The Best Studio Album The Stones Never Released
First published February 2008
Hillside Blues – Vinyl Gang Productions VGP 214 2CD set (1999)
For the true Stones obsessive (and we are many) it is extremely frustrating that Mick Jaggers obsession with proving the Stones continued relevance appears to preclude any reappraisal of their glorious past. Their peers seem to manage it with the Beatles, Who and Led Zeppelin all exhuming their vaults to both critical acclaim and financial benefit.
Where Jagger does have a point is that few bands current output could withstand comparison to the golden era of Beggars Banquet. Let It Bleed, Sticky Fingers and Exiles on Main Street. All four were released between December ‘68 and May ‘72, a period of unparalleled creativity for the band. Along the way much good studio material was recorded but not released and it is this treasure trove that VGP have investigated with Hillside Blues. The 30 tracks here are not quite definitive – an inexplicable omission is Did Everybody Pay Their Dues? (an early version of Street Fighting Man) and there are some interesting alternate versions not represented here such as the version of You Got The Silver with Jagger on lead vocals (Keith’s is better). However Hillside Blues represents the most compact and concise over-view of this era to date, and all in stunning sound quality. It certainly dwarfs authorised Rolling Stones collections as Metamorphosis and Rarities, the latter being so uninspired it could be prosecuted under the Trades Description Act.
CD1 is a re-release of the Trident Mixes collection and thus features new-boy Mick Taylor extensively and to great effect. He is all over opening track Jiving Sister Fanny and the guitar interplay on I’m Going Down and Stevie Wonder’s I Don’t Know Why is first rate. The latter has a particular place in Stones history as it is the track that the band were recording at Olympic Studios in Barnes when word came through of Brian Jones death. The other stone-classic on this disc is a 9.46 slow blues version of Two Trains (aka Still A Fool). Originally written by Muddy Waters in 1951 the band turn in a great two-guitars-one-harmonica performance along the lines of Little Red Rooster and too few others. “Essential” opines Martin Elliott in his definitive study ‘The Rolling Stones – Complete Recording Session’ (Cherry Red, 2002). The rest of the disc is largely instrumental, with occasional guide vocals from Jagger on Travellin’ Man. These tracks allow Mick Taylor to stretch out and he is excellent throughout – the track Leather Jacket later popped up again on his solo studio album.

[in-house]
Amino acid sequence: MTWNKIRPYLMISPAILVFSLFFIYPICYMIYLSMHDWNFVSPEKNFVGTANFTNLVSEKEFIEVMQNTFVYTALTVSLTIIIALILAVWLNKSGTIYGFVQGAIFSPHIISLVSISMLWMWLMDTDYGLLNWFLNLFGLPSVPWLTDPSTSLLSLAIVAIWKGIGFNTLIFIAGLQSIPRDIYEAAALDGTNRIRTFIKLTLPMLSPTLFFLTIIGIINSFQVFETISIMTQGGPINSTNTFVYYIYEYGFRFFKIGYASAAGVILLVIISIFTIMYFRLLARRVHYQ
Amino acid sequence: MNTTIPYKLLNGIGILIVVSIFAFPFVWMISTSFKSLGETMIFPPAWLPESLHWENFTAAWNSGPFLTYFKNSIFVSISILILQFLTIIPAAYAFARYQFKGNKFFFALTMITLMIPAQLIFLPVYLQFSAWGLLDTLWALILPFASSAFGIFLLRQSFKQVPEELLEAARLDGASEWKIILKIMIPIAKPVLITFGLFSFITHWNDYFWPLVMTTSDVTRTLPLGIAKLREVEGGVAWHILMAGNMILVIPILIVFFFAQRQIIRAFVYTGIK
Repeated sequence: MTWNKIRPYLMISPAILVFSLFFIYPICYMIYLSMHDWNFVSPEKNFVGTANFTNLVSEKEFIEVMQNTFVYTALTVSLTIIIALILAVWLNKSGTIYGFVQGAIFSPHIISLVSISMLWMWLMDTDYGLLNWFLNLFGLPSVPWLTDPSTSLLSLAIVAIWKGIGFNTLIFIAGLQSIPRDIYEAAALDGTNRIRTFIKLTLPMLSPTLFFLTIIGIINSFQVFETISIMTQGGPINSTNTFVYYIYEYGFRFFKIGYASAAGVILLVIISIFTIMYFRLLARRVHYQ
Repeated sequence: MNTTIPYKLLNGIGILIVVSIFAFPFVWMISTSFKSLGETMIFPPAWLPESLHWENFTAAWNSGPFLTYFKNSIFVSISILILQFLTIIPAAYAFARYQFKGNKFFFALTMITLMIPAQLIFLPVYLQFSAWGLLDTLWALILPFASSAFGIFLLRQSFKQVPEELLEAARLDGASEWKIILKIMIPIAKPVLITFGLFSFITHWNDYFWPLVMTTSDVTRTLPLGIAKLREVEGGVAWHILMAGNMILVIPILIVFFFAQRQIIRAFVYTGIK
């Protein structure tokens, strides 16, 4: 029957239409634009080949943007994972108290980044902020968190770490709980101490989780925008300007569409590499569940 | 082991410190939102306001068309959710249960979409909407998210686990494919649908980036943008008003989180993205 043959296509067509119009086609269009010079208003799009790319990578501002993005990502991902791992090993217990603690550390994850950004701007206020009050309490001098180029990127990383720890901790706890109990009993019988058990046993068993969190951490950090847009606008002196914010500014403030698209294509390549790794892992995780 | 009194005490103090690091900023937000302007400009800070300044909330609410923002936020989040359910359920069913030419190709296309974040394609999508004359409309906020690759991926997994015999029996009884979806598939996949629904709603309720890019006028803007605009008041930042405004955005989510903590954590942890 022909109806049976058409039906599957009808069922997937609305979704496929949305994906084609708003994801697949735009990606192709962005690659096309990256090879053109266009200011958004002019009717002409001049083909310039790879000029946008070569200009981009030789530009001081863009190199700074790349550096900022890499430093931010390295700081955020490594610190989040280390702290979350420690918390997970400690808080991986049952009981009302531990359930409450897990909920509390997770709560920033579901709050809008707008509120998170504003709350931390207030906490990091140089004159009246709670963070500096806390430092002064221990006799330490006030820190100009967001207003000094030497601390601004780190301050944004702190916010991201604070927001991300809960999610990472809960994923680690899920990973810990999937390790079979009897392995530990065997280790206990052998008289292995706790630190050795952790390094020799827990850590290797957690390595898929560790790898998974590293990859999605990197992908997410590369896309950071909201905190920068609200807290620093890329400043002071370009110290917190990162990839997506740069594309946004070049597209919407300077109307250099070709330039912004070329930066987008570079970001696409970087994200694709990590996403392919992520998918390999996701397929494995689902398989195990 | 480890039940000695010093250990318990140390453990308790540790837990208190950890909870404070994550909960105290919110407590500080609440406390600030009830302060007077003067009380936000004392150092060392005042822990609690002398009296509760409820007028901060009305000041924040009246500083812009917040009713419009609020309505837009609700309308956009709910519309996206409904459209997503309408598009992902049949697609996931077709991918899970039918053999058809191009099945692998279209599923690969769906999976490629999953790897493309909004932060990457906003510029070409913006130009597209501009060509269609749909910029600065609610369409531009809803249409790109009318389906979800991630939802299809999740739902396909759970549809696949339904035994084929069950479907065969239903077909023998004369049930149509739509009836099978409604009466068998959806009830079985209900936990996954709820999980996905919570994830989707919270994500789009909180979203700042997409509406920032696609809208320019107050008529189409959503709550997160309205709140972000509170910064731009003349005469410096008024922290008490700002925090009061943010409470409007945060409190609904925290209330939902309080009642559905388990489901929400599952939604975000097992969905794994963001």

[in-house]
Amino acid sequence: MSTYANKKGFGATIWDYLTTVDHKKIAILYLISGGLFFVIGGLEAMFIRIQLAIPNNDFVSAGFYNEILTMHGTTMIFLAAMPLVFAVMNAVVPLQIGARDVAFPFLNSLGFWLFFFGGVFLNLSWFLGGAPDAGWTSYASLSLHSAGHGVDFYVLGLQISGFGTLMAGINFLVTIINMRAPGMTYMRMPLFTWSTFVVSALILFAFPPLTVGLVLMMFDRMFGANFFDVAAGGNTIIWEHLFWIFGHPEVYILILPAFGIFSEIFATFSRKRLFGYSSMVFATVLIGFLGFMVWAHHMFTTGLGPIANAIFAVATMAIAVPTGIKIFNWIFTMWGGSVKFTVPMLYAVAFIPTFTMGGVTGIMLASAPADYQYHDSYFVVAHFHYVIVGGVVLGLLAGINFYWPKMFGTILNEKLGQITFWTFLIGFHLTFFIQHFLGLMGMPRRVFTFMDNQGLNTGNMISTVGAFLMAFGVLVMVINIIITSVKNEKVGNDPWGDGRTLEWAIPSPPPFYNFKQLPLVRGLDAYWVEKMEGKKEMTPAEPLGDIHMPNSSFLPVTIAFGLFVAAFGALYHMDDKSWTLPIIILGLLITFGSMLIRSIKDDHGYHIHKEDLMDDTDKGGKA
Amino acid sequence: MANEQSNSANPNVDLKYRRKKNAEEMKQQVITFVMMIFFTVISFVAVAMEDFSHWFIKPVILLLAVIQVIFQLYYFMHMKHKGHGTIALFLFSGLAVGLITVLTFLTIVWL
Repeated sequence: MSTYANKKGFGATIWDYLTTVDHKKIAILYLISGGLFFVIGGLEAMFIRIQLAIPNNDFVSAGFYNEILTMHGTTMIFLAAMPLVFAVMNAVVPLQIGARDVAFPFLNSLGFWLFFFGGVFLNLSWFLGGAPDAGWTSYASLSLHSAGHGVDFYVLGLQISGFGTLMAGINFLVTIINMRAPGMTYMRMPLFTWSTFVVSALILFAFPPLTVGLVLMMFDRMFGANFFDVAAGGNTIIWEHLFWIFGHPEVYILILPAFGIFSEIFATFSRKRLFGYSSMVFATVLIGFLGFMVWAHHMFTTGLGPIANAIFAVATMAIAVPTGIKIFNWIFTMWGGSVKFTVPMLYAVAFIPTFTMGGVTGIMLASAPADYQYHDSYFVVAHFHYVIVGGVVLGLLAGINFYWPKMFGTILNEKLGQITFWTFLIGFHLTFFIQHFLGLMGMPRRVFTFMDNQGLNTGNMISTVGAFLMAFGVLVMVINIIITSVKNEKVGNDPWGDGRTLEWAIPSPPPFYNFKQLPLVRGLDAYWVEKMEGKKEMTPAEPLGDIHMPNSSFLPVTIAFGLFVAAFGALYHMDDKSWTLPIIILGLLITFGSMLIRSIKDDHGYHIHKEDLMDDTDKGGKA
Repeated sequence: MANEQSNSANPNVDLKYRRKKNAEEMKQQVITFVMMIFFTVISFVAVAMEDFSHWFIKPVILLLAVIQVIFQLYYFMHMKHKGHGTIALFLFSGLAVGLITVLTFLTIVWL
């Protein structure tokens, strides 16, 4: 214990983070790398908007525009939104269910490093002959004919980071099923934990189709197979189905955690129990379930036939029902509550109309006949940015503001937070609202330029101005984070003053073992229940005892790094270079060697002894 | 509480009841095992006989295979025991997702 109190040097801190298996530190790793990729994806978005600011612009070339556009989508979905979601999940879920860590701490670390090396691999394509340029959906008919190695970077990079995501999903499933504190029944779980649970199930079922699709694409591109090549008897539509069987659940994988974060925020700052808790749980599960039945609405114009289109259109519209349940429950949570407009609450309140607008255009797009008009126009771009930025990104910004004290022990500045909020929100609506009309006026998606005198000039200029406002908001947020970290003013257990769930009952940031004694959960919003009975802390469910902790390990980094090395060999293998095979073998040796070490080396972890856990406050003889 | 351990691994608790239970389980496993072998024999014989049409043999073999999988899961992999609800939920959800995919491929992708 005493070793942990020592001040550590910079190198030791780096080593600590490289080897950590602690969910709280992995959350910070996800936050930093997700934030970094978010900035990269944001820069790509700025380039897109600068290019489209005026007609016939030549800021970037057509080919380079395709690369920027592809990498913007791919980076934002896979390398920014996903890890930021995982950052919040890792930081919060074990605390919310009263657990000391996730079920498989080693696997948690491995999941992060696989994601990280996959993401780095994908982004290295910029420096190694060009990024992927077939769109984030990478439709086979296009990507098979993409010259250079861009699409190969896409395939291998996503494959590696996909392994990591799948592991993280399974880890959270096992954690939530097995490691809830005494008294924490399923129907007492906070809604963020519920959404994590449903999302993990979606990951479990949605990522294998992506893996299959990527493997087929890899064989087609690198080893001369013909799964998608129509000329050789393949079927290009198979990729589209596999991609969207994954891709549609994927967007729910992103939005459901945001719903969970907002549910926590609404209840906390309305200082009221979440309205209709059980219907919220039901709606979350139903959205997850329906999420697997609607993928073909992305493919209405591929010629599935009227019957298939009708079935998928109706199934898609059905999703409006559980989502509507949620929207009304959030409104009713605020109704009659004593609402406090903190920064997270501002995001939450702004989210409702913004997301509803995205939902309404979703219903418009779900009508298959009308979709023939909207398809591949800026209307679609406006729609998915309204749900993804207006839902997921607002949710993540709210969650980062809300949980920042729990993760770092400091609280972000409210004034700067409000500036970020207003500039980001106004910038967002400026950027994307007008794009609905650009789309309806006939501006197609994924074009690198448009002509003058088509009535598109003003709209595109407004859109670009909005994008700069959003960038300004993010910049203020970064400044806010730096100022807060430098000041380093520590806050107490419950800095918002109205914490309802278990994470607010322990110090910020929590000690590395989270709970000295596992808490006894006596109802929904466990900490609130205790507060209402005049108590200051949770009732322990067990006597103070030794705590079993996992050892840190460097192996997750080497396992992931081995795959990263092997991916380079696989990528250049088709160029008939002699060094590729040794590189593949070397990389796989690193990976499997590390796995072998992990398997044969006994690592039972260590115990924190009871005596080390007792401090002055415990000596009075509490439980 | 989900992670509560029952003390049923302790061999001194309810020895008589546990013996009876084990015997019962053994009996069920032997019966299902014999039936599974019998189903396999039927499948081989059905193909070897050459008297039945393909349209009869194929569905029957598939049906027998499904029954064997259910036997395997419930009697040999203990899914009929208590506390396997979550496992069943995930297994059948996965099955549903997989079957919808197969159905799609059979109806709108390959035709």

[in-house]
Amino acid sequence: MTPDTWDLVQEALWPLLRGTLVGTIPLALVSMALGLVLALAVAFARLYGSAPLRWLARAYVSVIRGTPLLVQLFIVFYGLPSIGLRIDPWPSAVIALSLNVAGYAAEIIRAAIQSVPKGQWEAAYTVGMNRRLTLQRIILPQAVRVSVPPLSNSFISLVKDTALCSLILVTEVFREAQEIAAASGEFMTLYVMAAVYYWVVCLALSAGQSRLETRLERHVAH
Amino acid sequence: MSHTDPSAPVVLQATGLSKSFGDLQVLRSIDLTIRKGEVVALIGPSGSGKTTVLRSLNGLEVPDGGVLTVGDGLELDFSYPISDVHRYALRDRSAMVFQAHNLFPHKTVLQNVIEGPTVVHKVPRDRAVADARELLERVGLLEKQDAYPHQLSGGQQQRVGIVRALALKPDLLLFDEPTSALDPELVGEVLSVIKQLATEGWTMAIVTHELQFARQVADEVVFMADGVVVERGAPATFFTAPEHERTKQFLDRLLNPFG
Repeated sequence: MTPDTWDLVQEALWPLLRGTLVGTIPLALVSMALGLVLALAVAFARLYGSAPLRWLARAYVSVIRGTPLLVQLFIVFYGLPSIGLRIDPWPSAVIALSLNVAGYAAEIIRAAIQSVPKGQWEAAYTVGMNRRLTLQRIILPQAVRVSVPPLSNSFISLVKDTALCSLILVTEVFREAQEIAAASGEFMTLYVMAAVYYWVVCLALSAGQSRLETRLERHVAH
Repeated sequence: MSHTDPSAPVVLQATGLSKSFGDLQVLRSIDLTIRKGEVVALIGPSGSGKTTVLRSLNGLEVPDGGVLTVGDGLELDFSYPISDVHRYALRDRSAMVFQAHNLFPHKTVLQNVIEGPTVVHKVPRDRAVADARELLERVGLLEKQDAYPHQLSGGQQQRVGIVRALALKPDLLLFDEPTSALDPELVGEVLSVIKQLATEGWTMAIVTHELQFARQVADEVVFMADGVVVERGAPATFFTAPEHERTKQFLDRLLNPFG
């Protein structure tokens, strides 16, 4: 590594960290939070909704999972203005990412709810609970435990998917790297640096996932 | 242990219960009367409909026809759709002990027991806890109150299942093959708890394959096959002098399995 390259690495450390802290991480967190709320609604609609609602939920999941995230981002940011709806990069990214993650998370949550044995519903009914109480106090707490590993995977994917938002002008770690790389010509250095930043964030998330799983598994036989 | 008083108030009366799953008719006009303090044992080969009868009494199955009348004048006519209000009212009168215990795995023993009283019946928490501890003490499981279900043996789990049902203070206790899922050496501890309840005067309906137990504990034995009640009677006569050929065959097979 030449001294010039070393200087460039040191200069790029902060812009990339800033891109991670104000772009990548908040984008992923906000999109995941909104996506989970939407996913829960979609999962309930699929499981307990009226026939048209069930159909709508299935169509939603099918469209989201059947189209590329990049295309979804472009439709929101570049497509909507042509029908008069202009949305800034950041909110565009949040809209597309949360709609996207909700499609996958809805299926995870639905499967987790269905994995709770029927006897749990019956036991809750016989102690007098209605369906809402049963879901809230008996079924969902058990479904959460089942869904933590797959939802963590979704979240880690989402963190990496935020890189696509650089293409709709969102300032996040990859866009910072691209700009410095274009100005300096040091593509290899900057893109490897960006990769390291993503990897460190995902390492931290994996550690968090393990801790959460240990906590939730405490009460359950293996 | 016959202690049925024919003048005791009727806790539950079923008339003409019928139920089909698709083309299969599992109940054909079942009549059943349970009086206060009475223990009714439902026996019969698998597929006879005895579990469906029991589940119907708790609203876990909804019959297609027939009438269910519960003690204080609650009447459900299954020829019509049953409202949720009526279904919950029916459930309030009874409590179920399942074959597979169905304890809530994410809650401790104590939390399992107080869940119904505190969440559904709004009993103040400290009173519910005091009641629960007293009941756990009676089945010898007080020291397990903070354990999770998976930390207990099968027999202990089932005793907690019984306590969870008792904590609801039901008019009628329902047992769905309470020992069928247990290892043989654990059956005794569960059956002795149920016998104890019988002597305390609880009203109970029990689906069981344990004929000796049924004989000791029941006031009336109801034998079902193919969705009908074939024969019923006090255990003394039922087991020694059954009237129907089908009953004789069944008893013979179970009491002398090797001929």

CD2 is a collection of out-takes and alternate versions associated with the Exiles LP. Your companion to untangling the history of these tracks should be John Perry’s essential book in the Schirmer Books Classic Rock Albums series (1999). In general the versions here are simpler and less overdubbed than the tracks that were officially released. The demo for All Down the Line is just Keith Richards acoustic with an occasional guide vocal from Jagger and it totally rocks. Good Time Woman is an early version of Tumbling Dice taken at a faster pace with new lyrics. Loving Cup is a revelation – an exuberant vocal from Jagger (who actually sounds pissed) and terrific interplay between the two lead guitars and Nicky Hopkins sparkling piano. This track really swings. The previously unreleased tracks Hillside Blues, Highway Child and I Ain’t Lying do not disappoint in such illustrious company.
Stones fans should not be denied material of this calibre. We’ve all paid through the nose for records, gigs, travel and (in some cases) ludicrous baseball caps – now is the time for a sensitive re-release programme which pairs each official LP with a companion CD of out-takes and alternates. Get Rhino to do it. I’ll do it. But this stuff demands to be heard.